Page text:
November 1, 2001
Physicist Is Third Calvin Lecturer
Science is no savior says Calvin professor David Van Baak. And the physicist is planning to take that message to audiences across North American and beyond during the 2001-2002 school year.
Van Baak is this year's Calvin Lecturer, a post that is co-sponsored by Calvin and the Christian Reformed Church's Campus Ministries effort. As the Calvin Lecturer, Van Baak will visit four to six North American campuses (with at least one in Canada) that have a CRC Campus Minister.
There he will deliver one public lecture with broad appeal, meet with smaller groups of students and faculty and lead a seminar for Campus Ministry staff. And during Interim (in January) Van Baak will speak at L'Abri Fellowship in Switzerland and at various European universities in cooperation with the International Fellowship of Evangelical Students.
The message that Van Baak will deliver will vary some depending on the audience, but its basic theme will remain the same: we err as a society when we look to science for the answers to life's important questions. It's a theme Van Baak says needs to be sounded.
"Science cannot answer questions of value," he says, "yet those tend to be society's most significant questions. And we have too often tried to make science answer those questions. Science has a higher claim to authority in our culture because of the advancements it has made possible. People have been willing to treat science as the answer to all of life's questions. I want to pull people back and get them thinking about the many questions science cannot answer."
Van Baak, a Harvard-trained physicist, has received grants from Research Corporation and the National Science Foundation to work with students in diverse studies ranging from spectroscopy of hydrogen atoms to tests of Newton's law of gravity. In summers of 1993 and 1995 he hosted NSF-sponsored workshops for college and university faculty from around the country on the use of state-of-the-art diode lasers in undergraduate laboratories.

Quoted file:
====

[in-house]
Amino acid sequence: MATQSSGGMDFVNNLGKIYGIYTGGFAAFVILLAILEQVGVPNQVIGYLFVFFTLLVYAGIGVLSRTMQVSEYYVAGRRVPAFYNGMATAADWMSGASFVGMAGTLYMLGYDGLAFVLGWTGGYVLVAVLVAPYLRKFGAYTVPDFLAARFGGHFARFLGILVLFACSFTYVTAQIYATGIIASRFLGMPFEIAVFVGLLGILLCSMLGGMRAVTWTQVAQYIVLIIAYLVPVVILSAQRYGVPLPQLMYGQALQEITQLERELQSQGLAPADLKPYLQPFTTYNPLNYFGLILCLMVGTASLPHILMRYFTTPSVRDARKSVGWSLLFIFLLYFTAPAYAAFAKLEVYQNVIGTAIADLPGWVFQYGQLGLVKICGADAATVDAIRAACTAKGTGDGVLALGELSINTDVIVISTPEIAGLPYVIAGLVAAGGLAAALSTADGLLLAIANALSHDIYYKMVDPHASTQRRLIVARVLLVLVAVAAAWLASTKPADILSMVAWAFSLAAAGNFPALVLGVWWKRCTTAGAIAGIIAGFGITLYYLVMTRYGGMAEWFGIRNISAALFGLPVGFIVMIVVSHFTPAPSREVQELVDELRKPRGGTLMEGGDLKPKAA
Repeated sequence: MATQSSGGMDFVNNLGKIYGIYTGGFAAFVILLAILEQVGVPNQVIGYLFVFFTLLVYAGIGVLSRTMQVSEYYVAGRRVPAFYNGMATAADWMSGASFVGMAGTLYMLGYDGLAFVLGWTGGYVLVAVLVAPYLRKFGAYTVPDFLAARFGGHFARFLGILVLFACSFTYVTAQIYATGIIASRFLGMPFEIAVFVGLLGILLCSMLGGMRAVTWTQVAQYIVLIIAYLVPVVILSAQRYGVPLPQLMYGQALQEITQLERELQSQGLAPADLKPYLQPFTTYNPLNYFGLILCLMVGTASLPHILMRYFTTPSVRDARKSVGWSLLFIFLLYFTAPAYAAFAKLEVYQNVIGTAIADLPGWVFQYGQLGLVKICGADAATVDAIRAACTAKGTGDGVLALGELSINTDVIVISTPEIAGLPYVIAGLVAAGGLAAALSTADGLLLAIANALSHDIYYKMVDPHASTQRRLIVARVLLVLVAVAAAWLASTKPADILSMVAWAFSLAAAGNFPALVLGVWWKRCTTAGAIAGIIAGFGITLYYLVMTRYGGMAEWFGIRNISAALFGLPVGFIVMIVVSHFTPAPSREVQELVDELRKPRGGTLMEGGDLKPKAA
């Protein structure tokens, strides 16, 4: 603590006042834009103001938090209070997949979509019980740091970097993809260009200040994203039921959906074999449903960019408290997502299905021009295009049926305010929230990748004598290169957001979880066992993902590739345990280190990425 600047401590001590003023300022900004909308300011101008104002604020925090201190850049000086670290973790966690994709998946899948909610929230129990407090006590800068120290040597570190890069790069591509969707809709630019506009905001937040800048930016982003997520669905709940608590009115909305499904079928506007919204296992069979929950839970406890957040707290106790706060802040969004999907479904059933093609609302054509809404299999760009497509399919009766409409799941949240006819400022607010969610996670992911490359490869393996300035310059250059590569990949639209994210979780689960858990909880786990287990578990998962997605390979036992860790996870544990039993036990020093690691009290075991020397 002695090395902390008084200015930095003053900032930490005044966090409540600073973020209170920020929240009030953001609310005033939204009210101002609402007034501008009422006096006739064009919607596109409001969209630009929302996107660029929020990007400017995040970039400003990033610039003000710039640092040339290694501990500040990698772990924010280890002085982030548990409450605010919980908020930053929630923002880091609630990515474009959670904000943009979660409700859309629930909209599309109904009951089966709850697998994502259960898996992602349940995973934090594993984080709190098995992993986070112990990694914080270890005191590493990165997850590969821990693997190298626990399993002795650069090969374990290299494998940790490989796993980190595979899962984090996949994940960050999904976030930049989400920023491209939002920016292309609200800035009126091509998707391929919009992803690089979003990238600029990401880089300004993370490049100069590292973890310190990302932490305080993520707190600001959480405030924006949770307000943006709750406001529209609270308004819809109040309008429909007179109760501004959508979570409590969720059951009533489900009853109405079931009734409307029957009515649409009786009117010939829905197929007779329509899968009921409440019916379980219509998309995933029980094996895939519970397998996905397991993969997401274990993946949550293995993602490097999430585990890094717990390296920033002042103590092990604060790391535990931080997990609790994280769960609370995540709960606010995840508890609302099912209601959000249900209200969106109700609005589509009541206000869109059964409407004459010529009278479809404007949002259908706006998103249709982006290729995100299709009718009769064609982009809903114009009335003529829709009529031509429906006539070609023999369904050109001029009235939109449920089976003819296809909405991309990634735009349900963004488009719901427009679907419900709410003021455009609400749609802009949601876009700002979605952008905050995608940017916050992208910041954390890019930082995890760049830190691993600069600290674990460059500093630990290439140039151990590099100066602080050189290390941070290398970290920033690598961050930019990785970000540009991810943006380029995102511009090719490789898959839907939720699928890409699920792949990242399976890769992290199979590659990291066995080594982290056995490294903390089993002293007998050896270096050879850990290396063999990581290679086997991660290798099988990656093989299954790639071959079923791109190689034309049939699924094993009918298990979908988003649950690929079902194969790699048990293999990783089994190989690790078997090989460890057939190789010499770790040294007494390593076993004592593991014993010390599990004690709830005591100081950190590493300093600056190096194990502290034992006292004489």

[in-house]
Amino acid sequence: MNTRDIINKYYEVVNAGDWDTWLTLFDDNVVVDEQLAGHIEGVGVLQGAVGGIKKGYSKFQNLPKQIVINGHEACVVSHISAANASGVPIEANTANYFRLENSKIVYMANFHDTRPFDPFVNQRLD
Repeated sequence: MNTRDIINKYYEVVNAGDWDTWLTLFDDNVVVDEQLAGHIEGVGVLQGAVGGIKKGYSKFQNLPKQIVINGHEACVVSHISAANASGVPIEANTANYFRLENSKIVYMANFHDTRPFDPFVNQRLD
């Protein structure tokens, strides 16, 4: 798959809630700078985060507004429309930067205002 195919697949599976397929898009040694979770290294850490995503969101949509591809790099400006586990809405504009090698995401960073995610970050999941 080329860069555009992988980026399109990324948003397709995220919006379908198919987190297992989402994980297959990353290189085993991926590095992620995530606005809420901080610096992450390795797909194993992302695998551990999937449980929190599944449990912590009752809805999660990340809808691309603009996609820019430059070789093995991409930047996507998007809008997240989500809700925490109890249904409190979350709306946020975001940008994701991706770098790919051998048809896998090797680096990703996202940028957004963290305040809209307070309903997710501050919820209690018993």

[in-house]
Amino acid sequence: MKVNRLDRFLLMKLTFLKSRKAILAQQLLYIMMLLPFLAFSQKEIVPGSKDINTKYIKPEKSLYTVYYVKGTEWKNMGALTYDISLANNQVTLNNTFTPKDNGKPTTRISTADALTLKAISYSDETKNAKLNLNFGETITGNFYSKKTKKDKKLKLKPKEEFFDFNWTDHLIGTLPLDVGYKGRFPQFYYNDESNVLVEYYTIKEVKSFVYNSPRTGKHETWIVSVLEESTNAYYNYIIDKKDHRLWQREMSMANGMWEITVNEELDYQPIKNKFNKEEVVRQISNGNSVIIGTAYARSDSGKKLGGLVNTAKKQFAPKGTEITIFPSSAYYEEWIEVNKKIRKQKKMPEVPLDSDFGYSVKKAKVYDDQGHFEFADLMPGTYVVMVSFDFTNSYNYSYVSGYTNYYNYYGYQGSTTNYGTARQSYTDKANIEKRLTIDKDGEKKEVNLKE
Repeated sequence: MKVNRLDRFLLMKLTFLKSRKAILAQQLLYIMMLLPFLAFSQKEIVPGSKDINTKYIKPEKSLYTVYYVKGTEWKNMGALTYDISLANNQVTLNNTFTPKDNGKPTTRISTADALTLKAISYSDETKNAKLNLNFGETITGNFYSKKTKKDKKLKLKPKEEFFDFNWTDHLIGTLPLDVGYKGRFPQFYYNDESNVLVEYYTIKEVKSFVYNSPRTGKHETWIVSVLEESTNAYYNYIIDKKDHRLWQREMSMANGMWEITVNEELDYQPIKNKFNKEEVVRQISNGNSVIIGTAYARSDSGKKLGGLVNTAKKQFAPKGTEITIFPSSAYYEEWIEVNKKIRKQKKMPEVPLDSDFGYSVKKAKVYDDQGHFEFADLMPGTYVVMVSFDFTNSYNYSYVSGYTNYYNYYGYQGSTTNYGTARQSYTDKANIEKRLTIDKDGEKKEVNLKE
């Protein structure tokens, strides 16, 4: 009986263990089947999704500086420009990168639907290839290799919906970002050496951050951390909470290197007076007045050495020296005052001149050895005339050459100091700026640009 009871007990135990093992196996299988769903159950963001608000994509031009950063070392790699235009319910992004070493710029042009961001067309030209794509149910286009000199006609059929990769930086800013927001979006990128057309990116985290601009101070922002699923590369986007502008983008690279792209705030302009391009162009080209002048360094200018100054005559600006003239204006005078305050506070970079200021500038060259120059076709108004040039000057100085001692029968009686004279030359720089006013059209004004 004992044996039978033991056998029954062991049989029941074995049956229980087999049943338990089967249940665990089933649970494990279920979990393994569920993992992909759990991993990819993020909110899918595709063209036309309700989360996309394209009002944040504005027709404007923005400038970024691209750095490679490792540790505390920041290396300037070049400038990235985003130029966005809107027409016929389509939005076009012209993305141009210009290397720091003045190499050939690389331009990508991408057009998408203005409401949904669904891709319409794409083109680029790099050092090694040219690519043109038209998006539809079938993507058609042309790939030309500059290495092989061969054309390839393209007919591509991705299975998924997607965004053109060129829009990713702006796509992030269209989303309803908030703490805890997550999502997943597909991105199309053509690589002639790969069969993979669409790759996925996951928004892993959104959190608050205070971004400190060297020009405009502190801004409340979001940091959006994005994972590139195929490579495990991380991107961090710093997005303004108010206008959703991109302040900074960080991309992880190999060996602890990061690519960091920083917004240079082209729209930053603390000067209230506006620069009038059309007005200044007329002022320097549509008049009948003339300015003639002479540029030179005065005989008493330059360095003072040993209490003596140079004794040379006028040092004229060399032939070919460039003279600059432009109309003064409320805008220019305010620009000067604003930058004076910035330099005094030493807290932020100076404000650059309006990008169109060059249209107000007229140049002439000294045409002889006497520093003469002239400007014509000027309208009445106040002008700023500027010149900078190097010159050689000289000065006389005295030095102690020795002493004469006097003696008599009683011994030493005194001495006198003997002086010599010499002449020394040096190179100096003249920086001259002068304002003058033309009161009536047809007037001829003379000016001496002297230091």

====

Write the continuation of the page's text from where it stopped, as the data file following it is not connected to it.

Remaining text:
He spent 1993-94 on sabbatical at the National Institute for Science and Technology in Boulder, Colorado, and spent 1998-99 on a Fulbright Fellowship at University College Cork, a campus of the National University of Ireland in Cork, Republic of Ireland. In other words he has the academic and scientific credentials to be given an audience, something he thinks is critical to his efforts.
"I have credibility as a scientist," he says, "and I think that's important when I visit other colleges and universities and begin to talk about what science cannot do."
Indeed, Van Baak hopes to use his credibility to grab people's attention. And then he hopes to open their eyes to what he says is an injustice perpetrated by science.
"Too often scientists have asserted that science has all the answers," he says. "And people who had questions that science couldn't answer were simply told their questions weren't important. Science has had an arrogance to it that has not served it well. What I claim is that science doesn't need to be the source of all of the answers. I want to enlarge people's view of what science can and cannot do."
The bespectacled Van Baak says his identity as a Christian changes how he looks at his identity as a scientist.
"Religious belief," he says, "doesn't need scientific proof. Most people are sympathetic to the claim that science is the only source of knowledge. As a Christian I dispute that. I don't depend on science for justifying my deepest convictions. For me religion is not a compartment of science. To pretend that all questions have a scientific answer is to give away the ballgame at the beginning."
Admitting that science cannot answer all questions and solve all arguments was something that Van Baak found "somewhat disillusioning" early in his scientific career. But, now almost three decades into his work as a physicist, he no longer feels that disappointment. Rather he remains transfixed by the wonder of science that first captivated him as a Calvin undergrad, what he calls science's "gee-whiz" factor, saying that science is still "a wonderful window through which to see amazing features of God's world." And he draws personal comfort now that he has let go of the need for science to have more authority than he believes it is capable of.
Those two messages are what he hopes get heard during his year as Calvin Lecturer.
"I'm just hoping to open people's eyes a little," he says. "I'd simply like for people to consider that perhaps science doesn't have all the answers, nor does it need to."